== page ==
The Risks of Distracted Walking

We’re all too aware of the dangers of texting and driving. Ads have warned us against using any type of handheld device while operating motor vehicles for years. There are even organizations dedicated to spreading awareness of the dangers of texting and driving- but what about the dangers of being distracted by your mobile tech as a pedestrian? 

On Christmas Day, one unfortunate individual paid the price of being distracted while using a handheld electronic device. A 33 year old man fell 60 feet to his death at Sunset Cliffs in San Diego while using a handheld device. While authorities cannot determine whether the device was a cell phone or a camera, witnesses claim the man was not looking where he was going and inadvertently walked over the edge of the cliffs, ultimately falling to his death.

Events like this are tragic and, unfortunately, not uncommon. Earlier this year for example, a woman was struck and killed by a vehicle in Philadelphia. Witnesses claim the woman was using her iPad right before she stepped out in front of the vehicle.

Many of us have seen minor pedestrian collisions and thought nothing of it- someone bumps shoulders with another person on the street or runs into an object because they were looking at their mobile tech and not where they were walking. Some have even witnessed a “near-miss” where a person stops a distracted pedestrian from walking into oncoming traffic. While many love to watch entertaining videos of people not paying attention on their phones (such as the guy who almost walked into a bear while texting), we are all susceptible to the real dangers of distracted walking.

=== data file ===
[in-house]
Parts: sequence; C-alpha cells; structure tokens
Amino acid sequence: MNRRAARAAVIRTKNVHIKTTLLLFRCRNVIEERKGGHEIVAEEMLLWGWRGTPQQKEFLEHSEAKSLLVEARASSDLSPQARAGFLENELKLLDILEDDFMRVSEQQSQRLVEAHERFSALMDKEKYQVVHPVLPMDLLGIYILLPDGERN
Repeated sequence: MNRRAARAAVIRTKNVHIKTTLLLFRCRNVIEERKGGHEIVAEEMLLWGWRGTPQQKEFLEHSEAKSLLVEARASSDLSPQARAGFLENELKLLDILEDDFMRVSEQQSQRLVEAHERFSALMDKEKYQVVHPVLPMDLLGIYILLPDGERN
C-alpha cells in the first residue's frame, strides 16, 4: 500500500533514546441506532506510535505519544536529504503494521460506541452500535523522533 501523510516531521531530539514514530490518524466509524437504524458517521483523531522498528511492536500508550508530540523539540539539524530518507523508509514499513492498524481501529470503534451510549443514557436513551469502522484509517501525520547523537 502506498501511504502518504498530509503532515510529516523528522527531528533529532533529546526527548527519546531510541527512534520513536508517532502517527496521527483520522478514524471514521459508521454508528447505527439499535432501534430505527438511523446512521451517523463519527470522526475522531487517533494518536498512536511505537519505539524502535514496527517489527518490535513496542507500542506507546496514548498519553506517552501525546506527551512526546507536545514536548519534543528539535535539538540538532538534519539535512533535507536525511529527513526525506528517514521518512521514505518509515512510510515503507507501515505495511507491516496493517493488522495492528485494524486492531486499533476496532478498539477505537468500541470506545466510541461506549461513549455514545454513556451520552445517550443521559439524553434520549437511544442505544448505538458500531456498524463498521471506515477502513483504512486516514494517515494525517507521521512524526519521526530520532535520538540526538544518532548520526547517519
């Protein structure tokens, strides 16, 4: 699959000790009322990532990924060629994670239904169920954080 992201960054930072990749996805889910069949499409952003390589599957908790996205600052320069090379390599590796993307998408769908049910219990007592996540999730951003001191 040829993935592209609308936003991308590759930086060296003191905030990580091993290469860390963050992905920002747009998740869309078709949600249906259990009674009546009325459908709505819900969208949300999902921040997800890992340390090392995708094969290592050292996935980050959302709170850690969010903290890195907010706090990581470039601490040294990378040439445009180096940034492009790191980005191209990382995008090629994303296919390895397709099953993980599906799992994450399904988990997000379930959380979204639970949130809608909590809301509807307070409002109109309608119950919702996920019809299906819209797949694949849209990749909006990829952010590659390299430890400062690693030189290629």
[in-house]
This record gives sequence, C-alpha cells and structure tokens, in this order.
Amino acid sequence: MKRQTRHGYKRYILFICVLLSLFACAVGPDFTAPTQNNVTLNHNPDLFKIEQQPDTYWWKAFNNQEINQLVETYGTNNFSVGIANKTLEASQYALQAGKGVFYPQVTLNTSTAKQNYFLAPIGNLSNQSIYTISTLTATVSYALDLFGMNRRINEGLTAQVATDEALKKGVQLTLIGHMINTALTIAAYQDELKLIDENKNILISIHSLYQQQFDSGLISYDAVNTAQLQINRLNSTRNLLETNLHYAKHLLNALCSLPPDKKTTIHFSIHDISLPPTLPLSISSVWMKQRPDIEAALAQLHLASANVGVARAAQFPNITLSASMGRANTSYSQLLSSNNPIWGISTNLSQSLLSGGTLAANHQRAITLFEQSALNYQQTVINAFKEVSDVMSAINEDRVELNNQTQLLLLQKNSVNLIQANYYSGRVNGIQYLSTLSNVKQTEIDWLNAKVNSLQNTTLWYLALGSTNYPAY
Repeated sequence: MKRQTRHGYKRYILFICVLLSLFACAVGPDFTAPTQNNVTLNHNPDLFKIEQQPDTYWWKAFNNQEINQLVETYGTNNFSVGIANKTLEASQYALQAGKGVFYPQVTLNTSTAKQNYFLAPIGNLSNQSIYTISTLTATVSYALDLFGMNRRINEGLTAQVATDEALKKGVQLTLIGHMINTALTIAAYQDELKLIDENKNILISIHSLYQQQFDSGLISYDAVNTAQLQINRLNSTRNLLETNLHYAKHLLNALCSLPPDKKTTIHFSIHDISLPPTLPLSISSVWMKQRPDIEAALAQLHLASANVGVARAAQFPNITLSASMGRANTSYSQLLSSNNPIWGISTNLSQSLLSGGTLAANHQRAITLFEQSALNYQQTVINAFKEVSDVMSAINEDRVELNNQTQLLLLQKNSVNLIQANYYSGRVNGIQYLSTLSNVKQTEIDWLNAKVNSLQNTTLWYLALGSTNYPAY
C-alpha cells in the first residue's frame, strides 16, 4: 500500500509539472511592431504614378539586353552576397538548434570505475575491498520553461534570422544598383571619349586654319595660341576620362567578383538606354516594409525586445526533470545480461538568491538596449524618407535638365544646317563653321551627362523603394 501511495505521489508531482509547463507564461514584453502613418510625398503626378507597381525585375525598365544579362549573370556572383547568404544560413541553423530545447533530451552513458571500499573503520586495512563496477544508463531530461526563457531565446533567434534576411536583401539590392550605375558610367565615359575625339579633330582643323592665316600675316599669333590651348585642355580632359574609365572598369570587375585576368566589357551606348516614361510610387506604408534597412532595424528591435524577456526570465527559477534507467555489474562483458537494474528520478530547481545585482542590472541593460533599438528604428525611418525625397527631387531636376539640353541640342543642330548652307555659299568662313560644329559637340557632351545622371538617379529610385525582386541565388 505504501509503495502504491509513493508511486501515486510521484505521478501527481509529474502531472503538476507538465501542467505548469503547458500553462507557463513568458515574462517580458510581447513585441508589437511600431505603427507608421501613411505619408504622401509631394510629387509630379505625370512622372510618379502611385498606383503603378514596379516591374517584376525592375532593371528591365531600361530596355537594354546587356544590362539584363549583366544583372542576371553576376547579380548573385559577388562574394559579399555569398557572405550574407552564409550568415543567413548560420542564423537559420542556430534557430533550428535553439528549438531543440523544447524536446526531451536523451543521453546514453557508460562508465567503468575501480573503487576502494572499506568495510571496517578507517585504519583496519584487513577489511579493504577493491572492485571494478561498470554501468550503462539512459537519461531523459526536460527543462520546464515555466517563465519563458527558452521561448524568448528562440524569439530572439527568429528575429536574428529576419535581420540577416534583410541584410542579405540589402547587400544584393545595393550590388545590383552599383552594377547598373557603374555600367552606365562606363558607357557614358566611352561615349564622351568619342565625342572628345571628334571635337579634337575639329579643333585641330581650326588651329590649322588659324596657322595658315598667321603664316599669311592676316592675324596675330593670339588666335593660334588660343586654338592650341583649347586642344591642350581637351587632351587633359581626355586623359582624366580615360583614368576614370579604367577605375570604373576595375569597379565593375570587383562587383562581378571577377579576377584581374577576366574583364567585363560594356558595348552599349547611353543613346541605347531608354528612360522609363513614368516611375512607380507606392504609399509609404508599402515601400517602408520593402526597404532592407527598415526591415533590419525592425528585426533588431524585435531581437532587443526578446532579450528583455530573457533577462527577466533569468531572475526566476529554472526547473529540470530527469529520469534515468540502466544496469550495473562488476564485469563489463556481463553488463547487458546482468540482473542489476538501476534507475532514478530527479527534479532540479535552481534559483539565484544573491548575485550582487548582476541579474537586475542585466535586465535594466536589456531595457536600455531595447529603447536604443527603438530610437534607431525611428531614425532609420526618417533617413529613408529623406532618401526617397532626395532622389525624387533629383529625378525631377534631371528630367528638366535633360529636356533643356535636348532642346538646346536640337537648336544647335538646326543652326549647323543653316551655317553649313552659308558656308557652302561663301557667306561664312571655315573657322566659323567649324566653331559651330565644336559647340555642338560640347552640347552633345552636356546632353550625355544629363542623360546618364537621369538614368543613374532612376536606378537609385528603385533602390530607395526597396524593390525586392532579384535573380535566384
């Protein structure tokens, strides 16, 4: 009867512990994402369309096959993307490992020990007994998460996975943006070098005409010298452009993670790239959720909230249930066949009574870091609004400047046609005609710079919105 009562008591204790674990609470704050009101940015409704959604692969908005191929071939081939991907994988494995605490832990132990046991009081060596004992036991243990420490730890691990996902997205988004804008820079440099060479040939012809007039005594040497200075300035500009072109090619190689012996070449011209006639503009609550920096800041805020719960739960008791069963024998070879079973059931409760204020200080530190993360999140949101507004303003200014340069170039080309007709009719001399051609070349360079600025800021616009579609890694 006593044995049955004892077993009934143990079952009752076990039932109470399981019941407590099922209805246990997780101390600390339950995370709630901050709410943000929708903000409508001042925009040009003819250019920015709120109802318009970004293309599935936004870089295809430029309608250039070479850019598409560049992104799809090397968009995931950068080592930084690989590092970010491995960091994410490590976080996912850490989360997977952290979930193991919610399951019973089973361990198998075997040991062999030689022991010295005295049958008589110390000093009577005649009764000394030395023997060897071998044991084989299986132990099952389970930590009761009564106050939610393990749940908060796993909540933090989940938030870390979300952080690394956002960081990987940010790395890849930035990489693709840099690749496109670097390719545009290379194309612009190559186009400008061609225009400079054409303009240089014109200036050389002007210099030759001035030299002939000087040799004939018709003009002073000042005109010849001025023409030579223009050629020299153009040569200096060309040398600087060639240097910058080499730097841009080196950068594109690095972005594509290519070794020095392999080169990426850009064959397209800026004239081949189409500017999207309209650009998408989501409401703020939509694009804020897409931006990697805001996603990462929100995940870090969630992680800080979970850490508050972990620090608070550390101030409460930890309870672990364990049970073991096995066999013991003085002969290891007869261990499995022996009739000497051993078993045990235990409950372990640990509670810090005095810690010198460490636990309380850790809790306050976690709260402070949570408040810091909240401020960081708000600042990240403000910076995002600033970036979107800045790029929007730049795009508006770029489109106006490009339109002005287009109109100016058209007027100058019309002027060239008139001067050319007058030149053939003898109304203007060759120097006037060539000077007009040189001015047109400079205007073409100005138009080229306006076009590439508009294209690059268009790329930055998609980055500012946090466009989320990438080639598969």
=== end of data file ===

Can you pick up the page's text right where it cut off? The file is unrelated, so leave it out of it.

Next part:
In 2013, Liberty Mutual compiled a report stating that 70% of people in the US admit to texting and walking. This means that 70% of the population has, at some time, run the risk of being hit by a vehicle or cyclist, bumping into an obstacle, or even running into another person. Some may claim that they never text and walk, but if you operate a vehicle distracted walking puts yourself as well as the pedestrian in harm’s way.

Even if you claim to text and walk when it is “safe” to do so, a study published by PLOS One revealed that people who walk and text walk noticeably slower and more irregularly than if not distracted.

With thousands of distracted pedestrians involved in accidents every year, it’s important to keep vigilant when walking near or crossing roads. We love keeping your devices charged, but we ask that you keep everyone’s safety in mind (and your head up) while using them!

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